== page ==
Tenants reminded of rental rights amid the bushfire crisis

Tenants reminded of rental rights amid the bushfire crisis

13 January 2020

By Kate Burke

Renters whose homes have been damaged in the bushfires across the country are being reminded of their tenancy rights, although those whose properties are destroyed may face little option but to terminate their agreement.

As residents of fire-affected communities return home and take stock of the damage, tenant groups are hopeful both landlords and renters will be able to work out a way forward with goodwill.

More than 2240 homes have been destroyed or damaged in NSW alone this fire season, with hundreds lost across other parts of the country.

Already more than 6.3 million hectares have been burnt, while at least 24 people have died. Federal and state funds have been pledged in response.

Penny Carr, chief executive of Tenants Queensland, said tenancy disputes which arose following natural disasters generally applied to properties that were damaged, not destroyed.

“It’s more those grey [areas],” she said. “If the property was burnt down it’s clear the tenancy is going to end. Disputes often arise when one party wants to [terminate the lease] and the other doesn’t [because they think the property is OK].”

“Most of the time people work it out,” she added. “There are some things tenancy law doesn’t help with … but when the Brisbane floods came through in 2010 and 2011, there was a lot of community goodwill. It’s not really a tenant’s responsibility to clean up but most got out there and did their things to clean up.”

In NSW, the Tenants’ Union of New South Wales has already received a couple of calls from concerned tenants and chief executive Julie Foreman expected queries would pick up in the coming weeks.

“Some of you may have lost your rental accommodation to the fires or may have had your accommodation damaged,” the group posted this week. “As a tenant you have rights …at times like these.”

However, Ms Foreman added: “People only tell us when they things go wrong … [and] I think people, you would hope, on both sides are wanting to be reasonable during these difficult times.”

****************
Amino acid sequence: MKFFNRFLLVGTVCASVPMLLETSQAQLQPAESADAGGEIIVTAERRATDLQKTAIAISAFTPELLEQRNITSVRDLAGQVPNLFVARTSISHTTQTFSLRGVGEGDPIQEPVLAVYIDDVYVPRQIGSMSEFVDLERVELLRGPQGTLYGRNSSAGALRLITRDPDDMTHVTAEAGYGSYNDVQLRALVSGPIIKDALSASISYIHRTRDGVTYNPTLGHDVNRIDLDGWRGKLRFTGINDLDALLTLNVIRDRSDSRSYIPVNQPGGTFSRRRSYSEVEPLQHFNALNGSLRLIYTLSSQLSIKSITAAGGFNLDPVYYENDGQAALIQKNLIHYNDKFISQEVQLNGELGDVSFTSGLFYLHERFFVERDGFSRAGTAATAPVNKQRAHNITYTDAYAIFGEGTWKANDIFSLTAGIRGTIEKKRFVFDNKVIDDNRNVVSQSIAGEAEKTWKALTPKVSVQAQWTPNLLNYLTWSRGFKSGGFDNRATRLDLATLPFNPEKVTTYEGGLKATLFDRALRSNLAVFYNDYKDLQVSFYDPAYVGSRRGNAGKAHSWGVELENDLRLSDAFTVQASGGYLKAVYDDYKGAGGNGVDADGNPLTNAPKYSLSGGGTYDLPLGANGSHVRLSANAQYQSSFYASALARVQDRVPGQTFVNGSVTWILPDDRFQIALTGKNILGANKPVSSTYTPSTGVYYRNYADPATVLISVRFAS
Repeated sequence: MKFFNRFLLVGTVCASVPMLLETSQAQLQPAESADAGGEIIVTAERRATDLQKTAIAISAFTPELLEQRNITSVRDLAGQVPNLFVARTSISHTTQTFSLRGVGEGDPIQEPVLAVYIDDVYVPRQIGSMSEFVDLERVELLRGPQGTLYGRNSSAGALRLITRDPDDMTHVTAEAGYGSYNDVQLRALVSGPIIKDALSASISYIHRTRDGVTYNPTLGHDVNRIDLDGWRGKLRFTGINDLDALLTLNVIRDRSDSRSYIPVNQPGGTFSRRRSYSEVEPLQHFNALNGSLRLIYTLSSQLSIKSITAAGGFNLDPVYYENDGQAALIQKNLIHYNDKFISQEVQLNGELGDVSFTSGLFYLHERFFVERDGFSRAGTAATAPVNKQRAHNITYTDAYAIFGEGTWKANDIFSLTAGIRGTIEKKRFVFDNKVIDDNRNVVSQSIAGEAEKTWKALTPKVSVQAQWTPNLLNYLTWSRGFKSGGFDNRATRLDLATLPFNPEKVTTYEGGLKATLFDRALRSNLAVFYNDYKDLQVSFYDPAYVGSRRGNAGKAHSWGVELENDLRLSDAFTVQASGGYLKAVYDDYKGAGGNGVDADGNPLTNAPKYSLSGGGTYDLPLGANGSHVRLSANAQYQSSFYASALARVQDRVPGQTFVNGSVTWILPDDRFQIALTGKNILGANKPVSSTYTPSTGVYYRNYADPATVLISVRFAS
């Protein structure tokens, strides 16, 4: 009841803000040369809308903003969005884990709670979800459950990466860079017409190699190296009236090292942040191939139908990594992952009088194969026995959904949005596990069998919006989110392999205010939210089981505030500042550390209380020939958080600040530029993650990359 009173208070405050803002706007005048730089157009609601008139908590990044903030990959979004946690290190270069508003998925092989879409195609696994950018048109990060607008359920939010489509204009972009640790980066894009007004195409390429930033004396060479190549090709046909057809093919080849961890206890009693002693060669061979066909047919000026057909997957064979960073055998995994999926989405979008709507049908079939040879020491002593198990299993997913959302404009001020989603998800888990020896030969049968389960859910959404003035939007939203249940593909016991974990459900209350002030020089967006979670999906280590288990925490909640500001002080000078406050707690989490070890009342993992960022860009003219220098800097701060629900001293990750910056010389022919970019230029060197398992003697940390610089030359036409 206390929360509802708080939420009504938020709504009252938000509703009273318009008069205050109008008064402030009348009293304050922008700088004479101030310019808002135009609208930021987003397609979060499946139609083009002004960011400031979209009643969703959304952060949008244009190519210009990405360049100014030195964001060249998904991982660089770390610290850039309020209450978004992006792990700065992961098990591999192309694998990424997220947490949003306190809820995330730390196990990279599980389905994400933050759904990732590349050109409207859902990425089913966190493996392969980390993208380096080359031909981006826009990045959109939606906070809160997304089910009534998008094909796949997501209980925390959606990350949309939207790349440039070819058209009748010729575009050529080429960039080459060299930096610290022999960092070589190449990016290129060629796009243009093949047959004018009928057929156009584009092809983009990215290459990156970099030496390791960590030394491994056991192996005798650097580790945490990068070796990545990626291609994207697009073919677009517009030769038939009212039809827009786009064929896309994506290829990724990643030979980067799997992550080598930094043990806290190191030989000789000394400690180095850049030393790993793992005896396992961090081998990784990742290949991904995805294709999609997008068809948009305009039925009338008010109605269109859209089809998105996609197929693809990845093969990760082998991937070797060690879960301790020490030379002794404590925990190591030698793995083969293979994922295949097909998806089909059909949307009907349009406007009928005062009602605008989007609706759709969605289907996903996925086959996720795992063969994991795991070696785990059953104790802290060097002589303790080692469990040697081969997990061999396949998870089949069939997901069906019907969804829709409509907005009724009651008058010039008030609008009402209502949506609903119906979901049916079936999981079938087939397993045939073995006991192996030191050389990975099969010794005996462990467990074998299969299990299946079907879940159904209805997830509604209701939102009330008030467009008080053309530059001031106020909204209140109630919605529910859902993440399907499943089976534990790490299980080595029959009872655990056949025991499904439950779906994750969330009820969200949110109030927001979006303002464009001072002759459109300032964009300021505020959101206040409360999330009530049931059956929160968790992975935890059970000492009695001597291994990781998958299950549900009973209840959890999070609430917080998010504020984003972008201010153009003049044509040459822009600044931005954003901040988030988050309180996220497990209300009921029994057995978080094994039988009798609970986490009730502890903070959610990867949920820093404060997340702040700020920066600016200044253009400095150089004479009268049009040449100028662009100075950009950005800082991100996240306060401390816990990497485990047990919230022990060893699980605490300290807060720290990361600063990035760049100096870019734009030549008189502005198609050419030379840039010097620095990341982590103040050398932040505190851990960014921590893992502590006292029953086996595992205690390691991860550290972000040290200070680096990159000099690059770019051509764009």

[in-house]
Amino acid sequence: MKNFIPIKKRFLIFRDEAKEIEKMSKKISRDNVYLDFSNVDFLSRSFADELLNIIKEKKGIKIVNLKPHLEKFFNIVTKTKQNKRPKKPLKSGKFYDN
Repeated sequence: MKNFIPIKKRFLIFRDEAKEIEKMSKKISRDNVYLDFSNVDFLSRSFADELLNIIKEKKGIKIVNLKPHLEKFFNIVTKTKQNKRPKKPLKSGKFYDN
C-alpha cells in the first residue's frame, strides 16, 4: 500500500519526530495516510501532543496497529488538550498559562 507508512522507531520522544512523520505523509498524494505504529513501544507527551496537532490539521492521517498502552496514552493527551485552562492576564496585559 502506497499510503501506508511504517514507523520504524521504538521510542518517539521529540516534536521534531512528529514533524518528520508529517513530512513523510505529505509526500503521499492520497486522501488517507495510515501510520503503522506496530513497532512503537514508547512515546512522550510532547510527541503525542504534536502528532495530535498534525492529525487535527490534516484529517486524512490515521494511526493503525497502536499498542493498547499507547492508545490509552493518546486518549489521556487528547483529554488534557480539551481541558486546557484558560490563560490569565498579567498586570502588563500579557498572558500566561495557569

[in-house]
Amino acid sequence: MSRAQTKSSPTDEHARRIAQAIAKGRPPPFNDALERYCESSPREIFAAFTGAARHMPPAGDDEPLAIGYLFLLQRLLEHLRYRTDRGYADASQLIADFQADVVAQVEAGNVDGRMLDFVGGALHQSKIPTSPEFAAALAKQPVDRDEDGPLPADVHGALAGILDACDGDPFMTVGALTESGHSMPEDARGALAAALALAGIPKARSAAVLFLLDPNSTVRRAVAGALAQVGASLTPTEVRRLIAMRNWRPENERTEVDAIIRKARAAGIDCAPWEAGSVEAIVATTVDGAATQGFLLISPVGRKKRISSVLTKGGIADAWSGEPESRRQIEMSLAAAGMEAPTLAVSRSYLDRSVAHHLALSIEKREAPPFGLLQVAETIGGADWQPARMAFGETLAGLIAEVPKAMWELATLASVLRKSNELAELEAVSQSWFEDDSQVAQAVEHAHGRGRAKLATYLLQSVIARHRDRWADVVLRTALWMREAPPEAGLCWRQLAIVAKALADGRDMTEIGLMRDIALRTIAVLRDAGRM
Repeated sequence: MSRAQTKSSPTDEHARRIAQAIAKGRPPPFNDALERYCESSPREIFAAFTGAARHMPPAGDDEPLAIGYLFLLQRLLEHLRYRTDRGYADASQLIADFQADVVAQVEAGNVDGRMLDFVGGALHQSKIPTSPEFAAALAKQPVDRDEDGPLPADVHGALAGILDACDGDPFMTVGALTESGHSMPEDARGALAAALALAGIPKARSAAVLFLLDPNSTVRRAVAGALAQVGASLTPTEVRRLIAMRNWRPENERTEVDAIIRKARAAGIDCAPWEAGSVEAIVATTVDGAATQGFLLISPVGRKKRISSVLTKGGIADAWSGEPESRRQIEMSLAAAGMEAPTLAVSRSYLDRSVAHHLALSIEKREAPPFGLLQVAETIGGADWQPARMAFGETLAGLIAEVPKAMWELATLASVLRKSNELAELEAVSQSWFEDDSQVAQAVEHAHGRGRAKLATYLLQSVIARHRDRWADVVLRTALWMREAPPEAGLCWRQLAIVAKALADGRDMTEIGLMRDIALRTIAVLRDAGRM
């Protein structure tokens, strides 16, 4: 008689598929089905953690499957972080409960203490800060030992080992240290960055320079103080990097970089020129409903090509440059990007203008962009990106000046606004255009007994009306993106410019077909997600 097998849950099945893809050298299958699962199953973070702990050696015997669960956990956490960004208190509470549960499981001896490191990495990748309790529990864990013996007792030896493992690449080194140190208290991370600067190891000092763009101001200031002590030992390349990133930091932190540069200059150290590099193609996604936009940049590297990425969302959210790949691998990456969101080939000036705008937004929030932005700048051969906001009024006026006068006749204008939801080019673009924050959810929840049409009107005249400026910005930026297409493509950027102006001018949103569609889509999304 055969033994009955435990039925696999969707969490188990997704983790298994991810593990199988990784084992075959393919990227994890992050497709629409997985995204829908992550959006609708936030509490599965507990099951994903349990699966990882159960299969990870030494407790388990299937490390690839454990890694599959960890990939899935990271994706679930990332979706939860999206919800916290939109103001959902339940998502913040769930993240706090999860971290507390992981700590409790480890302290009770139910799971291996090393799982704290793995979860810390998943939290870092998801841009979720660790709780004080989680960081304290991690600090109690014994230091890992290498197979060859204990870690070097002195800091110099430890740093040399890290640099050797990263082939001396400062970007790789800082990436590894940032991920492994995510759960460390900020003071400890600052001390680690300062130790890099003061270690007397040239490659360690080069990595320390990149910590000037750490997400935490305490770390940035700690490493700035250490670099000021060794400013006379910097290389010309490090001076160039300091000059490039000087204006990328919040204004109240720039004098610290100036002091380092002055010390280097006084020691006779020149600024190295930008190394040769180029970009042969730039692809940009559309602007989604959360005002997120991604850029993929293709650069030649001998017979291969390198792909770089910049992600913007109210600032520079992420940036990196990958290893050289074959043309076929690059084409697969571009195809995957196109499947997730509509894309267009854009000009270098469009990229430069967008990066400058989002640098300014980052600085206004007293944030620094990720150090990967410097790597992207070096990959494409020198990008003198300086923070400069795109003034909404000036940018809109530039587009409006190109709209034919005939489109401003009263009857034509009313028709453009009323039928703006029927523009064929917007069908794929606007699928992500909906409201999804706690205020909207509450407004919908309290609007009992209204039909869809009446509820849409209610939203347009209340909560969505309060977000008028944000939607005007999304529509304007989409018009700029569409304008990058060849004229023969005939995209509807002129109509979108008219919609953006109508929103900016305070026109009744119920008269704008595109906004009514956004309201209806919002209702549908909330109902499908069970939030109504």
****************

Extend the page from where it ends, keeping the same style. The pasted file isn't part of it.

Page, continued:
Urgent repairs should be made to a property by a landlord or agent as soon as safely possible, and can be arranged by a tenant if they cannot be contacted or are unwilling – they are then required to pay the tenant back for any reasonable costs up to $1000 within 14 days of a tenant’s notice.

“We don’t normally encourage that but it is under the law, [but] it’s very specific the steps you have to do, so we would really encourage people to get advice from their local tenants’ advice services,” said Ms Foreman.

If properties are wholly or partially uninhabitable, either a tenant or landlord can give the other party an immediate termination notice.

Landlords are not obliged to provide or pay for other accommodation, but tenants returning to damaged properties that they will continue to live in may be able to seek a rent reduction.

“If people are moving out temporarily for repairs … there may be situations for rent reduction and people should talk to the real estate agent or landlord,” Ms Foreman said.

Those ordered out of a property during a state emergency could also argue the home had been uninhabitable during that period and seek a rent abatement, she added.

Tenants Victoria has received a handful of calls from those affected by the bushfires, according to chief executive Jennifer Beveridge.

In Victoria, tenancies for destroyed or seriously damaged properties can be terminated by either the landlord or tenant – but if renters have not been able to assess the degree of damage yet, they may need to contact the landlord to end the tenancy by consent or explore other options.

Landlords do not have to help tenants find another place to live, nor compensate them for any damage to belongings that was beyond their control. However, they should attend to urgent repairs without delay – even if awaiting an insurance payout – with tenants able to apply to VCAT for a repair order if they are not done within two to three days.

Landlords could be liable for compensation if repairs are not done urgently and a tenant, for instance, had to stay in a hotel. If they cannot be contacted tenants can get urgent repairs done by a professional, up to the cost of $1800.

REINSW thanks Domain.com.au for sharing this article.


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